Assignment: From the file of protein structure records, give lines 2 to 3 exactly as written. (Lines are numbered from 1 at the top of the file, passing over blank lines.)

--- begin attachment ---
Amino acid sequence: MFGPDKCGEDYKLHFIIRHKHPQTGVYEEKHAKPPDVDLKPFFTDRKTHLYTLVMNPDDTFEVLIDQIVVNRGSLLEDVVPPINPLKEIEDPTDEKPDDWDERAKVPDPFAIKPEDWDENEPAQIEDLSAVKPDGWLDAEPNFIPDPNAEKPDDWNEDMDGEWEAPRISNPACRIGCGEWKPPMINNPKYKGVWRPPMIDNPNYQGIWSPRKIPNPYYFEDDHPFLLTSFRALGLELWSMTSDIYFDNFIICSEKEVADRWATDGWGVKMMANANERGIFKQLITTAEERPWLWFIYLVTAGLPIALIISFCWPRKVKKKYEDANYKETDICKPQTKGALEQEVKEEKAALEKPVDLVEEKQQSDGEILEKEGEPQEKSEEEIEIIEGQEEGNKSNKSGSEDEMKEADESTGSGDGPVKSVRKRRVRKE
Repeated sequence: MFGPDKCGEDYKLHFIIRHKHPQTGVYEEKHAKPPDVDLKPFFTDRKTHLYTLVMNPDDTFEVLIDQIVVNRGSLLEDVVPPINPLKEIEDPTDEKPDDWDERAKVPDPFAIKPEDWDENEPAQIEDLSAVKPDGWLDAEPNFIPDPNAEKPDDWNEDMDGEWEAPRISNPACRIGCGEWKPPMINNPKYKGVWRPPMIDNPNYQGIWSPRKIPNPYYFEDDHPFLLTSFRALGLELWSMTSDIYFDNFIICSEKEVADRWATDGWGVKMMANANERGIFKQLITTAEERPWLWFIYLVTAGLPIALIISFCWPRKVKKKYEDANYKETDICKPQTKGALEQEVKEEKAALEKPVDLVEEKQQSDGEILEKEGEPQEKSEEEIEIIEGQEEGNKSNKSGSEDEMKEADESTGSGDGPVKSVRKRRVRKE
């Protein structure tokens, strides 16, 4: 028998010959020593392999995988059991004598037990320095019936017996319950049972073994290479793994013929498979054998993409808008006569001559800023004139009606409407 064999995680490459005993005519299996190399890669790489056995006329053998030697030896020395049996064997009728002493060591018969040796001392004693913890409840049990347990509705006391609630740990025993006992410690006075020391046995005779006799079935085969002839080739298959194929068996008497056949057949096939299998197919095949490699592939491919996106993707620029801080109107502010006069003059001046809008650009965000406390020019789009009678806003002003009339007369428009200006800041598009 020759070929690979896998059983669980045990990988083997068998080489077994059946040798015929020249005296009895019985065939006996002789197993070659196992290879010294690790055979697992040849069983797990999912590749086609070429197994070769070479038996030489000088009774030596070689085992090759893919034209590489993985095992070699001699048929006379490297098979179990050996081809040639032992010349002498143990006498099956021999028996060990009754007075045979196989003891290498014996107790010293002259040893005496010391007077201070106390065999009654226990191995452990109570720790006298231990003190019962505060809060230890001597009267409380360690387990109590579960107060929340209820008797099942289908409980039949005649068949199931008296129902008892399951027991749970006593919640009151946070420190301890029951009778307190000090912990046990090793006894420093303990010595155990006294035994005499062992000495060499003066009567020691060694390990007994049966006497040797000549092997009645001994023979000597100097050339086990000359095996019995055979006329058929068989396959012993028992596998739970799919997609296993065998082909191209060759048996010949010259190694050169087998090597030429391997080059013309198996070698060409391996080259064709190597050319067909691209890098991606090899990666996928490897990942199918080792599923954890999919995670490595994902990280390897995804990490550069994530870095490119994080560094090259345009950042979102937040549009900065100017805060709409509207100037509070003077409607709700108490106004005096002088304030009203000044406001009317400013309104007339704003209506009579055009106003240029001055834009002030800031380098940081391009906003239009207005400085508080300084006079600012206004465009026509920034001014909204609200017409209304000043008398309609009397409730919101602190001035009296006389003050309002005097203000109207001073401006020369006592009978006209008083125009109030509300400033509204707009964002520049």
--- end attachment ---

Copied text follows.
Repeated sequence: MFGPDKCGEDYKLHFIIRHKHPQTGVYEEKHAKPPDVDLKPFFTDRKTHLYTLVMNPDDTFEVLIDQIVVNRGSLLEDVVPPINPLKEIEDPTDEKPDDWDERAKVPDPFAIKPEDWDENEPAQIEDLSAVKPDGWLDAEPNFIPDPNAEKPDDWNEDMDGEWEAPRISNPACRIGCGEWKPPMINNPKYKGVWRPPMIDNPNYQGIWSPRKIPNPYYFEDDHPFLLTSFRALGLELWSMTSDIYFDNFIICSEKEVADRWATDGWGVKMMANANERGIFKQLITTAEERPWLWFIYLVTAGLPIALIISFCWPRKVKKKYEDANYKETDICKPQTKGALEQEVKEEKAALEKPVDLVEEKQQSDGEILEKEGEPQEKSEEEIEIIEGQEEGNKSNKSGSEDEMKEADESTGSGDGPVKSVRKRRVRKE
């Protein structure tokens, strides 16, 4: 028998010959020593392999995988059991004598037990320095019936017996319950049972073994290479793994013929498979054998993409808008006569001559800023004139009606409407 064999995680490459005993005519299996190399890669790489056995006329053998030697030896020395049996064997009728002493060591018969040796001392004693913890409840049990347990509705006391609630740990025993006992410690006075020391046995005779006799079935085969002839080739298959194929068996008497056949057949096939299998197919095949490699592939491919996106993707620029801080109107502010006069003059001046809008650009965000406390020019789009009678806003002003009339007369428009200006800041598009 020759070929690979896998059983669980045990990988083997068998080489077994059946040798015929020249005296009895019985065939006996002789197993070659196992290879010294690790055979697992040849069983797990999912590749086609070429197994070769070479038996030489000088009774030596070689085992090759893919034209590489993985095992070699001699048929006379490297098979179990050996081809040639032992010349002498143990006498099956021999028996060990009754007075045979196989003891290498014996107790010293002259040893005496010391007077201070106390065999009654226990191995452990109570720790006298231990003190019962505060809060230890001597009267409380360690387990109590579960107060929340209820008797099942289908409980039949005649068949199931008296129902008892399951027991749970006593919640009151946070420190301890029951009778307190000090912990046990090793006894420093303990010595155990006294035994005499062992000495060499003066009567020691060694390990007994049966006497040797000549092997009645001994023979000597100097050339086990000359095996019995055979006329058929068989396959012993028992596998739970799919997609296993065998082909191209060759048996010949010259190694050169087998090597030429391997080059013309198996070698060409391996080259064709190597050319067909691209890098991606090899990666996928490897990942199918080792599923954890999919995670490595994902990280390897995804990490550069994530870095490119994080560094090259345009950042979102937040549009900065100017805060709409509207100037509070003077409607709700108490106004005096002088304030009203000044406001009317400013309104007339704003209506009579055009106003240029001055834009002030800031380098940081391009906003239009207005400085508080300084006079600012206004465009026509920034001014909204609200017409209304000043008398309609009397409730919101602190001035009296006389003050309002005097203000109207001073401006020369006592009978006209008083125009109030509300400033509204707009964002520049």